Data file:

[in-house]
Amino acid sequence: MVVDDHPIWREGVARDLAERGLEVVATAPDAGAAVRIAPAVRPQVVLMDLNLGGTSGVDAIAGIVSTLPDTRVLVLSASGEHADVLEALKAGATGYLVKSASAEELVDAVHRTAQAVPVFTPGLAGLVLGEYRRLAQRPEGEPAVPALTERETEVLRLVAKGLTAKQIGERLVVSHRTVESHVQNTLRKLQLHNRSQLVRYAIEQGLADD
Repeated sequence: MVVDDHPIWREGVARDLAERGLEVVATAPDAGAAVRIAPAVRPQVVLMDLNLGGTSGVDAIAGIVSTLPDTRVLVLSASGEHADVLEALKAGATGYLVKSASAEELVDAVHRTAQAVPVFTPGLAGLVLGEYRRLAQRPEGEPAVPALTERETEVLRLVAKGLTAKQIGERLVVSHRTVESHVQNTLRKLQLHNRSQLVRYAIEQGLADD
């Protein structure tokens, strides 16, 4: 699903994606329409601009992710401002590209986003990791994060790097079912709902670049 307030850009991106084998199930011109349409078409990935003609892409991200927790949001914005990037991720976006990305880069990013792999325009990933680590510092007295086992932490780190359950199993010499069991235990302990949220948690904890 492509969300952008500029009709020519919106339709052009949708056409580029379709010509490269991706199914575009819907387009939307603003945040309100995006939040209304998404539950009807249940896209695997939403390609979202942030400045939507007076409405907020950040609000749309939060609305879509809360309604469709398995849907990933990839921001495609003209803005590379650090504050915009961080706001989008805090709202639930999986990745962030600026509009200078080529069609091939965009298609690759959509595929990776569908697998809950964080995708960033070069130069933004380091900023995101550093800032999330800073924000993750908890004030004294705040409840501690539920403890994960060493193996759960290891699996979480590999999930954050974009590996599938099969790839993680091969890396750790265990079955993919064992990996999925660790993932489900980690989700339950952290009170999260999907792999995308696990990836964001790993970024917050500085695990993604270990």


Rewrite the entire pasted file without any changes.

[in-house]
Amino acid sequence: MVVDDHPIWREGVARDLAERGLEVVATAPDAGAAVRIAPAVRPQVVLMDLNLGGTSGVDAIAGIVSTLPDTRVLVLSASGEHADVLEALKAGATGYLVKSASAEELVDAVHRTAQAVPVFTPGLAGLVLGEYRRLAQRPEGEPAVPALTERETEVLRLVAKGLTAKQIGERLVVSHRTVESHVQNTLRKLQLHNRSQLVRYAIEQGLADD
Repeated sequence: MVVDDHPIWREGVARDLAERGLEVVATAPDAGAAVRIAPAVRPQVVLMDLNLGGTSGVDAIAGIVSTLPDTRVLVLSASGEHADVLEALKAGATGYLVKSASAEELVDAVHRTAQAVPVFTPGLAGLVLGEYRRLAQRPEGEPAVPALTERETEVLRLVAKGLTAKQIGERLVVSHRTVESHVQNTLRKLQLHNRSQLVRYAIEQGLADD
């Protein structure tokens, strides 16, 4: 699903994606329409601009992710401002590209986003990791994060790097079912709902670049 307030850009991106084998199930011109349409078409990935003609892409991200927790949001914005990037991720976006990305880069990013792999325009990933680590510092007295086992932490780190359950199993010499069991235990302990949220948690904890 492509969300952008500029009709020519919106339709052009949708056409580029379709010509490269991706199914575009819907387009939307603003945040309100995006939040209304998404539950009807249940896209695997939403390609979202942030400045939507007076409405907020950040609000749309939060609305879509809360309604469709398995849907990933990839921001495609003209803005590379650090504050915009961080706001989008805090709202639930999986990745962030600026509009200078080529069609091939965009298609690759959509595929990776569908697998809950964080995708960033070069130069933004380091900023995101550093800032999330800073924000993750908890004030004294705040409840501690539920403890994960060493193996759960290891699996979480590999999930954050974009590996599938099969790839993680091969890396750790265990079955993919064992990996999925660790993932489900980690989700339950952290009170999260999907792999995308696990990836964001790993970024917050500085695990993604270990």